• During second stage, ensure that your perineum is relaxed, if you feel yourself holding any tension there, let it go. You could assign this task to a support person. Have them remind you to release any tension in the perineum during the rest periods between contractions.
  • Consider a water birth, the warm water helps the perineum to relax and takes away the need for an episiotomy.
  • There are also two things you can do during your pregnancy which will help to preserve your perineum (as well as your bowel control and your sex life)

Perineal massage

Researchers at Laval University in Quebec found in a study of 1,034 women, that the rate of giving birth without tearing was 61 percent higher in those who used perineal massage than those who did not.

Any amount of time you devote to this will be time well spent, but my recommendation is to spend 5-10 minutes a day from 34 weeks onwards.

Jojoba is a great oil to use ( you will find this in our shop ) as is sweet almond oil or even the plain old olive oil you have in your kitchen.

How to do it

Put some oil on your fingers and a little just inside the vagina. Place your thumbs about 2 cm inside the vagina and press down towards the rectum for 2 minutes , until the area becomes numb, and then breathe slowly and deeply while you try to relax the muscles in this area. Then gently massage back and forth along the sides of your vagina, moving your hands in a u-shaped motion for three minutes. Relax and repeat.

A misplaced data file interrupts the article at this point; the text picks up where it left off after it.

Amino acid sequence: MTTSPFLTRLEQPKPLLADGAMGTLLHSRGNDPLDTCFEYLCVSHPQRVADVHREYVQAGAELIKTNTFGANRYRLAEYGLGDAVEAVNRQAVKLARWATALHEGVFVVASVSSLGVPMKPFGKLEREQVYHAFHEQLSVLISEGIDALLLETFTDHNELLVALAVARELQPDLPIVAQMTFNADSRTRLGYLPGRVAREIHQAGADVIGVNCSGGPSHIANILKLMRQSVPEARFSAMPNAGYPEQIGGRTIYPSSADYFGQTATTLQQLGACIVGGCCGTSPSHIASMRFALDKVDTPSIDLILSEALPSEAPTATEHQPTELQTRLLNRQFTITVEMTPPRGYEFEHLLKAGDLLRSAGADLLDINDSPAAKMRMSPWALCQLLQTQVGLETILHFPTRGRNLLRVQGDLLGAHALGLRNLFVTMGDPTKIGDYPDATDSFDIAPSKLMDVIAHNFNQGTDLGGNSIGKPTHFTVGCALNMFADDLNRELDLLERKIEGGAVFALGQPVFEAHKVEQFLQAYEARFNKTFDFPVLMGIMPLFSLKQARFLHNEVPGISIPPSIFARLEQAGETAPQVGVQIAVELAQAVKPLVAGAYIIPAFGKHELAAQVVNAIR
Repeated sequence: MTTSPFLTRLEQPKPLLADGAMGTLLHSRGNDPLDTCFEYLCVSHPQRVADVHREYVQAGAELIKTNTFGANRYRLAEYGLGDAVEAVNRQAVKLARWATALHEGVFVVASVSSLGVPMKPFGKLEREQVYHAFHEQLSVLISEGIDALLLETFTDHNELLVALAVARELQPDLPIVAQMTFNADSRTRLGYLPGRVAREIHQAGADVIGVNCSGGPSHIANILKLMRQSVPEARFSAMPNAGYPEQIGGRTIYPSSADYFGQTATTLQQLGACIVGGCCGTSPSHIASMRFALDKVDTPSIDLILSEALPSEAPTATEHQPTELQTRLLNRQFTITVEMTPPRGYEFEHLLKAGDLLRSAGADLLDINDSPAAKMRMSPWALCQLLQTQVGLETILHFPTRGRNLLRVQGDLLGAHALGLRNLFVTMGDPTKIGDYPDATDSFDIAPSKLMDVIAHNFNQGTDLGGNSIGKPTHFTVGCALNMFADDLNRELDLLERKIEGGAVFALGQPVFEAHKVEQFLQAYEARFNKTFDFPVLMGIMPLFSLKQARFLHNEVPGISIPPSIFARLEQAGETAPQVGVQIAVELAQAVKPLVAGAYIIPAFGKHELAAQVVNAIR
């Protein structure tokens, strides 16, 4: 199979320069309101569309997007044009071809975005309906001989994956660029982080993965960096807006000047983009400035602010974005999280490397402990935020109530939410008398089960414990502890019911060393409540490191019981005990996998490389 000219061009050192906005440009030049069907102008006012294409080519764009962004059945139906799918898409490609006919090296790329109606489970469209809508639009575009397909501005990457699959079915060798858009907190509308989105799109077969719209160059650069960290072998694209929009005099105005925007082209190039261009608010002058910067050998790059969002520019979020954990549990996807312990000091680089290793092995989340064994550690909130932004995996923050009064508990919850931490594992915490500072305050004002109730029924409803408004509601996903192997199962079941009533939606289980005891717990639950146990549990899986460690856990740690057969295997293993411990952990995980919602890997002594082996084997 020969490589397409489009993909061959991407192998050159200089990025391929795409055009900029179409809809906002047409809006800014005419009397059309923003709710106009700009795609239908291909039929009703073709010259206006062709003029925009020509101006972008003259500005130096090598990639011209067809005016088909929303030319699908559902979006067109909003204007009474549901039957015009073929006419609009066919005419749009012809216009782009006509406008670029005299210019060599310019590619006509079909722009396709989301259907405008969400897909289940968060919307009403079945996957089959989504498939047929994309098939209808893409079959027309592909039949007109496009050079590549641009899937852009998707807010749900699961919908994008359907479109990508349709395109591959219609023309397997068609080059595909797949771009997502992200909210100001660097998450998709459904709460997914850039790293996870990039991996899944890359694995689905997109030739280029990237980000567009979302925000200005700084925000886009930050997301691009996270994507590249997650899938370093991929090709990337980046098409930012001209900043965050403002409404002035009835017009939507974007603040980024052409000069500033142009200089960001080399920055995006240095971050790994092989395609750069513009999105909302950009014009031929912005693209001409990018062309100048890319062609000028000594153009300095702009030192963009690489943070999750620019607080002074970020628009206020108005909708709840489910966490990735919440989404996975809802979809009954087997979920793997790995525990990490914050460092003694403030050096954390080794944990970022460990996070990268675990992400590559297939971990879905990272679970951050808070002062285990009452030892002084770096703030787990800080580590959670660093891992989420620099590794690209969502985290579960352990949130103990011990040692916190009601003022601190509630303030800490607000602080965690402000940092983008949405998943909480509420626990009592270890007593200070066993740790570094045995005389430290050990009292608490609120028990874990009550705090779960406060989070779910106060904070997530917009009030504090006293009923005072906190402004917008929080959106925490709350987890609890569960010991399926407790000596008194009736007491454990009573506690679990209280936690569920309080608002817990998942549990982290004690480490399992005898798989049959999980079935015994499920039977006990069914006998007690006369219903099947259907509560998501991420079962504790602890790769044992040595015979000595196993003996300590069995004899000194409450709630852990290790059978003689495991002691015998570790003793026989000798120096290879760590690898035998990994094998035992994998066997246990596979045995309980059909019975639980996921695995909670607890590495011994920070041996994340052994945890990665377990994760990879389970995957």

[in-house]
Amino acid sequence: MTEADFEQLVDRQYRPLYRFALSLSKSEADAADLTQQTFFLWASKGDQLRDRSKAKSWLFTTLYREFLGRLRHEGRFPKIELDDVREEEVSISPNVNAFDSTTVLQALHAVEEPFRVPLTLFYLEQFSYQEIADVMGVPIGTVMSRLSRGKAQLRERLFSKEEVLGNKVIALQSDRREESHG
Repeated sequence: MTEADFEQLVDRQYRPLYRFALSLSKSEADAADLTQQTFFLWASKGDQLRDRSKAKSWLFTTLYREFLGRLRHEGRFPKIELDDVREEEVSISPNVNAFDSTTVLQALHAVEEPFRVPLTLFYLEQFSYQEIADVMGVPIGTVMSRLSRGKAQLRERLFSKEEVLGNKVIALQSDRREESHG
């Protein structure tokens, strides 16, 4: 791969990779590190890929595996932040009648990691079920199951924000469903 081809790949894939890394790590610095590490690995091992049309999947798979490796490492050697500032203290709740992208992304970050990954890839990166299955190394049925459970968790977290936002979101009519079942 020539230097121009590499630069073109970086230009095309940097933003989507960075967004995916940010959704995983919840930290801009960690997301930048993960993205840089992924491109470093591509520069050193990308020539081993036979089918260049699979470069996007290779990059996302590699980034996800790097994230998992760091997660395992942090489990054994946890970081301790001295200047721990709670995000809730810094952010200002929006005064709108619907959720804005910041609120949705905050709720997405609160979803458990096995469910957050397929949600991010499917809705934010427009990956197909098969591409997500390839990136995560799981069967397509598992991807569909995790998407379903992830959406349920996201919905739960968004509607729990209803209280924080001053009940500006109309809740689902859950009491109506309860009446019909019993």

Of course you can have a partner do it for you if you prefer, it is something Dad can do to help prepare your body for the birth. Many Dads would love this job.

Kegel exercises

During pregnancy, Kegel exercises strengthen and tone the pelvic floor muscles, which eases childbirth. After birth, they restore vaginal integrity, and improve sexual performance and satisfaction. Arnold Kegel, an American obstetrician-gynecologist, developed “Kegel” exercises more than fifty years ago to strengthen the pubovisceral muscles of the pelvic floor. These muscles surround the vagina.

How to do it